How to teach a child to swim and overcome his fear of water?
I remember my first encounter with the swimming pool. It was at one of the city’s favorite swimming areas. I went there with my parents, terrified, accompanied by my favorite toys.
Before this first ‘adventure,’ my parents helped me develop a positive attitude towards water through stories, cartoons, but also through making me believe that was something I could do. At first, like any other child, I got scared, but my parents stood by me, motivating me, promising that after I enter the water, I would get a reward – my favorite toy. Whenever I tried to swim, I would swallow some water. The promised toy was waiting for me there, and so all my fears would go away. For every good or bad attempt that I made, I had the support of my parents. I spent my time at the pool playing and getting used to the water.
Each following day was better than the previous.
My fear of water already reduced and became weaker than I was, that is for sure.
I was happy my parents fulfilled their promise from the previous day, and I also wanted to keep my word and try as hard as I could. As the days went by, I got better and better in the water and mastered my swimming technique…
It was a summer to remember. One new skill and one new toy. It was because, from an early age, I was persistent in getting everything I wanted and accomplishing that. The first attempts were unsuccessful, but with each attempt, I was getting better because I saw water as a ‘friend’. Because there was a promised toy out there waiting for me…
How to teach a child to swim and overcome the fear of water? – a question that imposes a very simple answer – teach them to love and accept themselves, and then they will learn everything else with ease.
For me, the prerequisite for learning new skills was to learn how to accept myself. This was also my parents’ main goal – to accept my failures equally as my successes. If a parent wants to develop self-esteem and healthy self-love (not narcissistic) in their child, then one should not focus on developing self-confidence, but developing so-called self-acceptance.
Self-acceptance is the acceptance and appreciation of oneself as a person, whether a good effect is achieved or the desired effect is not achieved in some segments of life. Also, self-acceptance is expressed when evaluating the quality of one’s thoughts, beliefs, feelings, and actions, but without a positive or negative global assessment of oneself as a person. Therefore, directing your child to self-accept oneself properly, from their earliest age, is a prerequisite for learning new skills, knowledge, and desire to acquire them.
First encounter with the swimming
Positive effects and benefits of swimming are, as we all know, multiple:
- Muscle correction;
- Increasing lung capacity;
- Proper muscle development
- Developing motor skills;
- Stress relief.
Having all this in mind, we teach these values to our children before their first swimming attempt. We enhance their confidence and place faith in them about the benefits of swimming. First by telling stories, then by learning about swimming props, and staying and playing together in the water whenever possible. They should be encouraged as we are waiting for them to get into the water by themselves. Do not force them to do anything, because it would only produce a negative result – fear of water.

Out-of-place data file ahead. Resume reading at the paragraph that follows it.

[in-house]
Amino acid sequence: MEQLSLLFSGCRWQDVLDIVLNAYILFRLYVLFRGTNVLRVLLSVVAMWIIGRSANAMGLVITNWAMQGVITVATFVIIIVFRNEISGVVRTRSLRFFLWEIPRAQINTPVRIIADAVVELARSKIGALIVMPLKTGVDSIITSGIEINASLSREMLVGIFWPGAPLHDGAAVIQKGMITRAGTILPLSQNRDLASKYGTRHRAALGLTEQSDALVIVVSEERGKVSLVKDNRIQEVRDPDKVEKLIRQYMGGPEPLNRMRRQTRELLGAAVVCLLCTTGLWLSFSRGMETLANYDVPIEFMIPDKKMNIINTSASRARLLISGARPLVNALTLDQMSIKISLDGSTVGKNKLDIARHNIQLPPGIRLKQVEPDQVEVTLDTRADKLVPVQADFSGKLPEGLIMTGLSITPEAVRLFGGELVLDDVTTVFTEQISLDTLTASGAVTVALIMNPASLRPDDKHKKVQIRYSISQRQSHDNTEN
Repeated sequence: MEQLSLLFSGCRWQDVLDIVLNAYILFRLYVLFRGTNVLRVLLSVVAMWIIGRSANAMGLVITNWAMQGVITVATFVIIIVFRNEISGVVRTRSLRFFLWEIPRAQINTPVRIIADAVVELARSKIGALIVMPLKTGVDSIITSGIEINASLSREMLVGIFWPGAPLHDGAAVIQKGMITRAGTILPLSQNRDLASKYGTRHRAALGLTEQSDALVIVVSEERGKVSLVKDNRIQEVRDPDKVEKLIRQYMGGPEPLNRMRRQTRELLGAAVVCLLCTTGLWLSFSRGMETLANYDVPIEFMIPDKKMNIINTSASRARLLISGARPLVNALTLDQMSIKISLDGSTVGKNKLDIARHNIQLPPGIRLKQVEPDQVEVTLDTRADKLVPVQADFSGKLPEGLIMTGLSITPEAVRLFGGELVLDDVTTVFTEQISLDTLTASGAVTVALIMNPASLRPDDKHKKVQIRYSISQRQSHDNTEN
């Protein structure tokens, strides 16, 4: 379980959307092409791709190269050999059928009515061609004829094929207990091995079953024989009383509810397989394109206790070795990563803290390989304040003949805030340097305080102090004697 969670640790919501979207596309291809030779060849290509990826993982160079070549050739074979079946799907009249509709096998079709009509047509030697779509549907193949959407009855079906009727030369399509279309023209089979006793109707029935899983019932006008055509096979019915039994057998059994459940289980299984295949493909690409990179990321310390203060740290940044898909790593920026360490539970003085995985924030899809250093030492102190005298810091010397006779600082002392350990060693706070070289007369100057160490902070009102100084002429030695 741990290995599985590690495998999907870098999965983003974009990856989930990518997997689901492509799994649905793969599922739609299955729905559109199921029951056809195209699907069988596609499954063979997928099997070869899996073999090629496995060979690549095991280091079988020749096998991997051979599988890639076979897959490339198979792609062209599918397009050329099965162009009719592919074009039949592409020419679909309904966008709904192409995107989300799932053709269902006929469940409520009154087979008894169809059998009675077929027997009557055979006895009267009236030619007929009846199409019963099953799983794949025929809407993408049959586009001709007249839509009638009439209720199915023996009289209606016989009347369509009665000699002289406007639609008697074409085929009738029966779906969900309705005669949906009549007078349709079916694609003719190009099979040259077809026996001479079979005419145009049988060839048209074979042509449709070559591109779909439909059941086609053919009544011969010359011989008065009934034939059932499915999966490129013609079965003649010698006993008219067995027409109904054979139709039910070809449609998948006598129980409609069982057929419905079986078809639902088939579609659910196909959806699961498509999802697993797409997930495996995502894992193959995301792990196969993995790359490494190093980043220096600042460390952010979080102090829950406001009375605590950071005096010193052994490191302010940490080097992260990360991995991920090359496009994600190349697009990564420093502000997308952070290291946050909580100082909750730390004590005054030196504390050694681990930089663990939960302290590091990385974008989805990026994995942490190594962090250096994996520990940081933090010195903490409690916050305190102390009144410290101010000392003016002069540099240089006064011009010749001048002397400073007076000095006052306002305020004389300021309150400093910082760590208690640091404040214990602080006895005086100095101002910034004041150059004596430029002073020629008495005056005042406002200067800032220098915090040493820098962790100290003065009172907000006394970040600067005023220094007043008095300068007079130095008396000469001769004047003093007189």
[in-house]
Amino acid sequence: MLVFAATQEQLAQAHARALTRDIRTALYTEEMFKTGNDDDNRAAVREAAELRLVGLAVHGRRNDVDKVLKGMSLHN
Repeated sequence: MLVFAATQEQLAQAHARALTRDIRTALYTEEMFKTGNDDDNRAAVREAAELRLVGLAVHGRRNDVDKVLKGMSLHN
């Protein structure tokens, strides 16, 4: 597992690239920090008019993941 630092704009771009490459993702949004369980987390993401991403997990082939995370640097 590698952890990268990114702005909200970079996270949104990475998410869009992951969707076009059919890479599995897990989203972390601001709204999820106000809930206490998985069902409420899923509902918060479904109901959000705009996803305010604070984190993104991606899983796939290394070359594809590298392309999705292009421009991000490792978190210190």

Stay beside them to feel safe and supported, make them feel relaxed, and make them experience their first encounter with water in a “friendly” way, without stress or panic…
If they are still scared, do not insist. Introduce them to water gradually – shallow water first, not deep water at all, add their favorite bath props (an inflatable float, a rubber toy, etc.), or promise an award, such as their favorite ice cream they would get for the first time in the water. Do not blame them for the failure of their first-time attempt, as it is the first step away from fear towards success.
At the age of six, a child is mature enough to adopt and master swimming techniques. This is a skill that, like any other, consists of several gradual steps:
- Let your children make their first steps in the shallow water with your help and support, above all. Hold them under their armpits and keep them above water, with their feet in, to give out the impression that being in the water is, most of all, fun.
- Let them splash the water with their feet to get the sense for moving in the water.
- Slowly and gradually show them the way they should keep their beard above the water surface, then slowly dive their head in to practice holding their breath.
- Show them how arms swing when swimming and then while holding them around their waist, encourage them to the same by themselves with their feet constantly pounding against the water.
- Have them try to swim a short section, under your supervision.
- Do not create traumatic situations for a child when learning how to swim.
- And, of course, arm yourself with patience.
Let children accept their occasional failure as part of their future success.
Repetition is the mother of all learning
As everything else, once adopted, swimming skills should be repeated with great patience after each failure. Because no one was born knowing everything. Children who got to love water and gained trust in you and the water will want to try swimming again and again on their own. Show them your support. Let them accept their occasional failure as part of their future success too. No new thing is easy, it takes time, patience and, above all, love.